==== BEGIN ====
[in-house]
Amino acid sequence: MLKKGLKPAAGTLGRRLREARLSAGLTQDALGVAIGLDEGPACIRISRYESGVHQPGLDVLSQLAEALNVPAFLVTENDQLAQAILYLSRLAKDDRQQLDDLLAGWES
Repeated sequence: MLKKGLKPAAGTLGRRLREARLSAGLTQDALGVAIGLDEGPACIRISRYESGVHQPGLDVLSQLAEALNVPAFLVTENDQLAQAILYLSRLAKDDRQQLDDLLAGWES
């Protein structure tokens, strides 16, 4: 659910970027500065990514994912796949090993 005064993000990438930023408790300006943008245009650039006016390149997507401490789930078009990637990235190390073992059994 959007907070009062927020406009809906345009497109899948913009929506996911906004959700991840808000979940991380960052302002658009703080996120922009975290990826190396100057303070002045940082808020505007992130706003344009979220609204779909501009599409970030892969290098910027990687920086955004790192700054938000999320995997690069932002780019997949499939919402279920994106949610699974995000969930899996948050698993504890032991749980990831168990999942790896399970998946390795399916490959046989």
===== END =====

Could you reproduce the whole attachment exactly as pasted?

[in-house]
Amino acid sequence: MLKKGLKPAAGTLGRRLREARLSAGLTQDALGVAIGLDEGPACIRISRYESGVHQPGLDVLSQLAEALNVPAFLVTENDQLAQAILYLSRLAKDDRQQLDDLLAGWES
Repeated sequence: MLKKGLKPAAGTLGRRLREARLSAGLTQDALGVAIGLDEGPACIRISRYESGVHQPGLDVLSQLAEALNVPAFLVTENDQLAQAILYLSRLAKDDRQQLDDLLAGWES
């Protein structure tokens, strides 16, 4: 659910970027500065990514994912796949090993 005064993000990438930023408790300006943008245009650039006016390149997507401490789930078009990637990235190390073992059994 959007907070009062927020406009809906345009497109899948913009929506996911906004959700991840808000979940991380960052302002658009703080996120922009975290990826190396100057303070002045940082808020505007992130706003344009979220609204779909501009599409970030892969290098910027990687920086955004790192700054938000999320995997690069932002780019997949499939919402279920994106949610699974995000969930899996948050698993504890032991749980990831168990999942790896399970998946390795399916490959046989």